OK, Caps fans. It may be time to start brushing up on those Hershey Bears.
When talks between NHL commissioner Gary Bettman and union boss Donald Fehr grinded to a halt on Friday it became clear that a new collective bargaining agreement before Sept. 15 is extremely unlikely.
And that almost certainly signals another work stoppage for the NHL.
Once we get past Sept. 15, I think the dynamic changes, Bettman said Friday after the players union failed to move much from their initial Aug. 13 proposal.
The damage to the business changes the dynamic of the negotiation. So, from our standpoint, were hoping to make a deal by Sept. 15. Thats how weve positioned the offers weve made. And Im hopeful that it can still be done. There is enough time if there is a willingness to negotiate.
Right now, there is no willingness to negotiate and talks have been suspended indefinitely. Or, in the words of Bettman, When either of us has something to say, well pick up the phone.
Essentially, NHL owners have made two offers to the players. The first, a five-year proposal made on July 13, had players share of league revenues dropping from its current 57 percent to 43 percent.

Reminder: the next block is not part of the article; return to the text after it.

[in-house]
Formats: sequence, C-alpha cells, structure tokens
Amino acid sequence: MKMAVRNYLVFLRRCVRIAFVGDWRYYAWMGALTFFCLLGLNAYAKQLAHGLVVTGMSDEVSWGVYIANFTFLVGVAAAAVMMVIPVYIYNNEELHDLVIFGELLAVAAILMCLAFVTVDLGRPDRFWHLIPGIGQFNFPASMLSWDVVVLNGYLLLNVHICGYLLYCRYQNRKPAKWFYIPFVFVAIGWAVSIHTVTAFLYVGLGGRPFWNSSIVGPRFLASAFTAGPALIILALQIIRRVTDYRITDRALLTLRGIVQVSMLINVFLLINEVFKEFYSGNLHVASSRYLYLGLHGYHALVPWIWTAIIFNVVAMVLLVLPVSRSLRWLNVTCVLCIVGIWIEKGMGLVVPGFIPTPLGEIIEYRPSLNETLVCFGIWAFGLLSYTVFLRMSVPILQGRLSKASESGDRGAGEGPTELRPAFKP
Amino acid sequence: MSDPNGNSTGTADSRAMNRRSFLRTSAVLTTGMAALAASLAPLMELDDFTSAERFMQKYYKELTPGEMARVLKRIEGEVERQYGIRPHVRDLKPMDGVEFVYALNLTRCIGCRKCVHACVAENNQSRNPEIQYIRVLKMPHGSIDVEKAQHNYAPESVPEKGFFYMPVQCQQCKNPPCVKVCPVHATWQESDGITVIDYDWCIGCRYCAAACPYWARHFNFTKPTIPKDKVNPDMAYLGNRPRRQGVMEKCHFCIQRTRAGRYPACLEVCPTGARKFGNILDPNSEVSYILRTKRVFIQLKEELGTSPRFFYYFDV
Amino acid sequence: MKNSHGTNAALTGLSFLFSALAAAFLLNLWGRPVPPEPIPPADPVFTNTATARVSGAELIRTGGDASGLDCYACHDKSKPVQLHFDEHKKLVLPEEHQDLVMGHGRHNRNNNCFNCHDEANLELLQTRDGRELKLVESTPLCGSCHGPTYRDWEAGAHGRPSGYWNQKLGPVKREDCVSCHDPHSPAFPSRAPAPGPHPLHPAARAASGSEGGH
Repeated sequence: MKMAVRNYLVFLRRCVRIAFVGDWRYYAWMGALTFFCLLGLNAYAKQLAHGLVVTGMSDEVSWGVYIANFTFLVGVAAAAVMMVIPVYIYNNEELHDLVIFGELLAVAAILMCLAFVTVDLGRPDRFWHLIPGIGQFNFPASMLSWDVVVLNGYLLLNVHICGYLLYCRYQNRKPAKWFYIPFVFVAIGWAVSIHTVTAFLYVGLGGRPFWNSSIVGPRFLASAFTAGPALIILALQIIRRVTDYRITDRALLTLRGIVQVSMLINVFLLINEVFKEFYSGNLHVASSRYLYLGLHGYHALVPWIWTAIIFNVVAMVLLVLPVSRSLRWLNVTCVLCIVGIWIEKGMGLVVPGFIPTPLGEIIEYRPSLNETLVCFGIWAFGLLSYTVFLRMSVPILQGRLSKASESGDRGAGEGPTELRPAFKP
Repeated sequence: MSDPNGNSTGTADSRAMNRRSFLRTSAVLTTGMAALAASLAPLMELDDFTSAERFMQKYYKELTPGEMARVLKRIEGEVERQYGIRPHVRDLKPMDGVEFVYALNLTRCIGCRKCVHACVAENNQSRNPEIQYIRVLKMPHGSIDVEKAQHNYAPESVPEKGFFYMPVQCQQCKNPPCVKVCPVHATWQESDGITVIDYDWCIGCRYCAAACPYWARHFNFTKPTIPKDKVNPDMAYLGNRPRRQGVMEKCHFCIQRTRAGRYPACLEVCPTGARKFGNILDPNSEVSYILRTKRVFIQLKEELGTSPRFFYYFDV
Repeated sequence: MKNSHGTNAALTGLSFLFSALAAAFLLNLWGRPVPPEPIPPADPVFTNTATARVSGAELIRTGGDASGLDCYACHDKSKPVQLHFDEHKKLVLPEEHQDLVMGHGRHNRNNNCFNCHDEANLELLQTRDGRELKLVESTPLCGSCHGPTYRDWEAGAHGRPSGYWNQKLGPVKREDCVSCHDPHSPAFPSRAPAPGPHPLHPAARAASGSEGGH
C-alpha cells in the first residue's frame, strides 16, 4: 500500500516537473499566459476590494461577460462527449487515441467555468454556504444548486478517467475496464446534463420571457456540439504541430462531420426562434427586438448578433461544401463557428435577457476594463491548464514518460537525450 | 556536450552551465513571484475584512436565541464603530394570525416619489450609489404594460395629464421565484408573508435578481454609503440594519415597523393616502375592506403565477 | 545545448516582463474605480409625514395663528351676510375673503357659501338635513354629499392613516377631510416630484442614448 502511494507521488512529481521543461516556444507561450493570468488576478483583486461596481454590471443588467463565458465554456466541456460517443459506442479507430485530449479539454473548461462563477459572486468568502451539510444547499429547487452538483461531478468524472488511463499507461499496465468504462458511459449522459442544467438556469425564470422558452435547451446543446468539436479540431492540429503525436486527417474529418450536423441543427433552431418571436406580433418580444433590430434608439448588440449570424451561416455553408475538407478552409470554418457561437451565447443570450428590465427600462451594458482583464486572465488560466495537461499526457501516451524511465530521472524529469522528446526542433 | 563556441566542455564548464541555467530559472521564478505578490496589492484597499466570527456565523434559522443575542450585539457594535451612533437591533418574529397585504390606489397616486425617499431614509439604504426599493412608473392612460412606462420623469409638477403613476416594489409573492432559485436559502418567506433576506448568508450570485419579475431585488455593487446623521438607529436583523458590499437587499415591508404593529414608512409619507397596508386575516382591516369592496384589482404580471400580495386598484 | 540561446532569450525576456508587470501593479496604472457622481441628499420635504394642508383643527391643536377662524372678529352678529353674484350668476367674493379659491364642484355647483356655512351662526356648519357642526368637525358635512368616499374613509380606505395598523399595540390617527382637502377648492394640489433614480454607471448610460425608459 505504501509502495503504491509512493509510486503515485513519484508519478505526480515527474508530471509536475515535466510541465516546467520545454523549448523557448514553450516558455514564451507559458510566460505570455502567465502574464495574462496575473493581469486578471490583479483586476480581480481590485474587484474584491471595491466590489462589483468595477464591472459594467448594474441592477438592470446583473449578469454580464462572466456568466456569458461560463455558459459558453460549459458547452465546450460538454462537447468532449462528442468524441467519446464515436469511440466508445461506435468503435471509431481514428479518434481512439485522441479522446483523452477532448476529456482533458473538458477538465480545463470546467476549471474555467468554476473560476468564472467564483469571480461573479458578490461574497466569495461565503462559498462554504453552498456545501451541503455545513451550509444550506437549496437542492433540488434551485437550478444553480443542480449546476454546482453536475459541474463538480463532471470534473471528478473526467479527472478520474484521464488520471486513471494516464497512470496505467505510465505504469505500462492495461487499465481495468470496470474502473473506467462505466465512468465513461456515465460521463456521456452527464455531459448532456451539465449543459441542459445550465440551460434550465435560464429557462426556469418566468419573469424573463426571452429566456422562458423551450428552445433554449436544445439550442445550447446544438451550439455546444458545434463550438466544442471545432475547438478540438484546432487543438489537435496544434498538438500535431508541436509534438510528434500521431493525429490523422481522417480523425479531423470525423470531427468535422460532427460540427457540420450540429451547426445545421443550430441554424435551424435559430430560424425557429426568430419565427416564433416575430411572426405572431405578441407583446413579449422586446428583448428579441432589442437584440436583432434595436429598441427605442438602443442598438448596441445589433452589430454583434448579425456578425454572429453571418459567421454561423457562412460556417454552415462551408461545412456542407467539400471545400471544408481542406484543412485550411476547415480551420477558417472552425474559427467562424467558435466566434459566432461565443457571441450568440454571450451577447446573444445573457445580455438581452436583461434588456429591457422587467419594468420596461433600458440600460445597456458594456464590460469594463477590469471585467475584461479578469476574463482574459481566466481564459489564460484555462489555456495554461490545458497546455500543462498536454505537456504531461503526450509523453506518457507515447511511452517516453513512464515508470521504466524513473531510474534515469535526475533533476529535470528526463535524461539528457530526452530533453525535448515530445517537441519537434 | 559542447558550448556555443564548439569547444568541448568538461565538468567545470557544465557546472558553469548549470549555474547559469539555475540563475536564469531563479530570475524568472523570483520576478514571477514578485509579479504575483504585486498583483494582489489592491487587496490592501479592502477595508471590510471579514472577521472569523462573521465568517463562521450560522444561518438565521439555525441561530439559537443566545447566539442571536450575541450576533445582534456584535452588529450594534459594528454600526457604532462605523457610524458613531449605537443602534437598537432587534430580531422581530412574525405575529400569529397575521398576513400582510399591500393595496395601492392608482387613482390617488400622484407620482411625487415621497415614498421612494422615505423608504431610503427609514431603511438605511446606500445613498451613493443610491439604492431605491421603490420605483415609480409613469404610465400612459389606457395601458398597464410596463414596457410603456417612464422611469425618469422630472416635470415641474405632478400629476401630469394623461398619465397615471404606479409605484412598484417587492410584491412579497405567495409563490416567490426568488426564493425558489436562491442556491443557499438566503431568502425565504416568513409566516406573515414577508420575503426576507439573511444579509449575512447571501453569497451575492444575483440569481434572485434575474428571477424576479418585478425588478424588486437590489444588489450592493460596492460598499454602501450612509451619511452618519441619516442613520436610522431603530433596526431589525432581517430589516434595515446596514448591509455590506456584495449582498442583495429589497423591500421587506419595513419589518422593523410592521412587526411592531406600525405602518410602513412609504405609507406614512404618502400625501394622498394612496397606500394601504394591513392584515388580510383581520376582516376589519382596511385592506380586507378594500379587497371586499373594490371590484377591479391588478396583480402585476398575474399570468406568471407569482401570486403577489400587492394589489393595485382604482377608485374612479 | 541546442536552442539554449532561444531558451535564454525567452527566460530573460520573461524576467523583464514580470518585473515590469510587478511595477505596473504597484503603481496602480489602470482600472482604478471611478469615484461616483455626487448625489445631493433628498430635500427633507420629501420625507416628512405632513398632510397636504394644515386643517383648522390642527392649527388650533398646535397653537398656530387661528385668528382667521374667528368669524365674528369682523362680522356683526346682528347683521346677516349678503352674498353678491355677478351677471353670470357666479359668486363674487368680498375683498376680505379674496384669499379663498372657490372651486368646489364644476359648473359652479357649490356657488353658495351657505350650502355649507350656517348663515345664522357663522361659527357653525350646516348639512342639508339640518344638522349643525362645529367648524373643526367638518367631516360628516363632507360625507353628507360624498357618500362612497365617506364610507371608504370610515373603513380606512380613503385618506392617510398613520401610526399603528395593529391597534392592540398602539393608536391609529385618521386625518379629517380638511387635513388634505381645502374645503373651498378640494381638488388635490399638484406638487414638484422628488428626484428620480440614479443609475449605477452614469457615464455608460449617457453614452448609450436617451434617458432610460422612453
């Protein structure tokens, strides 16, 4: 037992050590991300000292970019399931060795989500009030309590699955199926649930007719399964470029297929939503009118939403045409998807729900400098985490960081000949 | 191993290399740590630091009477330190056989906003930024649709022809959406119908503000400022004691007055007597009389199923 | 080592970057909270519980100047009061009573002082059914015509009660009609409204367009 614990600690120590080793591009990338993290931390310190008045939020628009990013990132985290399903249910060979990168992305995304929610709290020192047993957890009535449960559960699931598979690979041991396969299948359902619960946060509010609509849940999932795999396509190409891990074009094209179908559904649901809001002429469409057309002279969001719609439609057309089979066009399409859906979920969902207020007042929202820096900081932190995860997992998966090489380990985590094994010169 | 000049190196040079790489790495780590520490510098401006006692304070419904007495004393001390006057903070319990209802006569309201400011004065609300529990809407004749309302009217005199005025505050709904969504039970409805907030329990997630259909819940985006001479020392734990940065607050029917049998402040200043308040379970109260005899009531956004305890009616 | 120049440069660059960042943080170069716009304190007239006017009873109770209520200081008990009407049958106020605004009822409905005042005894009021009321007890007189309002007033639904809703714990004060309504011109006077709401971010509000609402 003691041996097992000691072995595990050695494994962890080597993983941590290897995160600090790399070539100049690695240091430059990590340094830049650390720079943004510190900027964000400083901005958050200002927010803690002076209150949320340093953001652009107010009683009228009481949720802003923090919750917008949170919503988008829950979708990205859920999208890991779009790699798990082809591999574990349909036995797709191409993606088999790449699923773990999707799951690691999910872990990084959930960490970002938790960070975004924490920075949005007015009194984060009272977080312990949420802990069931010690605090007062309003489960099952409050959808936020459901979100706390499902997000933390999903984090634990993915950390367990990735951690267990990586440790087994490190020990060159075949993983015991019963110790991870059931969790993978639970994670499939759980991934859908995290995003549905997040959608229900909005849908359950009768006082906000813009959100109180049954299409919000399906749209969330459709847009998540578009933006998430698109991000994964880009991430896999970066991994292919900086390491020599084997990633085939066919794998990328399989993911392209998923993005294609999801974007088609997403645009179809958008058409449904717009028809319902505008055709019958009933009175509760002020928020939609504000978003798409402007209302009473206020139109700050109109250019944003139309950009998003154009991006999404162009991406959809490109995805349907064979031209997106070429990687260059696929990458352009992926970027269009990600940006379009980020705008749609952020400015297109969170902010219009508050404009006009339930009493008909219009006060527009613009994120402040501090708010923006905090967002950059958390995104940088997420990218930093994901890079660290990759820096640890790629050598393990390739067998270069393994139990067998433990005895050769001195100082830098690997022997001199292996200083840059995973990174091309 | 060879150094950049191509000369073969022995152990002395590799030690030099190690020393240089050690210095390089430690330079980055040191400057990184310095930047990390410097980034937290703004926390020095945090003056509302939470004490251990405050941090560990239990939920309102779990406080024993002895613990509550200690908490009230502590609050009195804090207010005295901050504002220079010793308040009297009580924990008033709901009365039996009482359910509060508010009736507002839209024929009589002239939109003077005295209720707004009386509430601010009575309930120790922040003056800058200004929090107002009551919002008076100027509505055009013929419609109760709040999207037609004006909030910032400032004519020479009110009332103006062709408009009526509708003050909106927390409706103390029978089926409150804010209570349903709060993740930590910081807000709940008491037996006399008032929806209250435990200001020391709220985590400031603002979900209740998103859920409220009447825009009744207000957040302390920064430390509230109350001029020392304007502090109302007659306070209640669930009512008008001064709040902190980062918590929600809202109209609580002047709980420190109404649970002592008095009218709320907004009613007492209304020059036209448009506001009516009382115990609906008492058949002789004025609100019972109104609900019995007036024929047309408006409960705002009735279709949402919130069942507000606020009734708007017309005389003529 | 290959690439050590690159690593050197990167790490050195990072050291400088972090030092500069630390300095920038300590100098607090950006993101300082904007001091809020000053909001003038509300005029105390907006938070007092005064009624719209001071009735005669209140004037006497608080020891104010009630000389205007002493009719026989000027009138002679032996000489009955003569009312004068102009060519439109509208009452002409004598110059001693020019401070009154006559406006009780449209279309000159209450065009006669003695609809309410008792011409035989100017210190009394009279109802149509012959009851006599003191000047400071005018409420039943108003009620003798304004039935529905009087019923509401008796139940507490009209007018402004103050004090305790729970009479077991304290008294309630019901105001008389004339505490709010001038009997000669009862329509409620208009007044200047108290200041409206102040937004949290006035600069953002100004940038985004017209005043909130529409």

The second proposal, a six-year deal made on Tuesday, increased the players take of league revenues from 43 percent to 46 percent.
The unions initial proposal was made on Aug. 14 and called for a fixed rate of salary increases, starting at 2 percent in 2012-13 and increasing to 4 percent the following year and 6 percent in the third year before snapping back to its current 57 percent revenue share in the fourth year.
On Friday, Fehr said the NHL balked at the unions initial plan, especially at reverting back to a 57 percent share in the fourth year, so the union agreed to lower their share below 57 percent in the fourth year of the deal.
Bettman called Fehrs proposal more of a response than a counter-proposal and the talks grinded to a halt.
The players are looking for lots of things, which I think with the right economics we would be more than prepared to do to make their life as good, even better than it is now, Bettman said.
But were not in the position until we know the economics -- certainly in light of the fact that we in effect got stonewalled today -- to be moving forward on other things.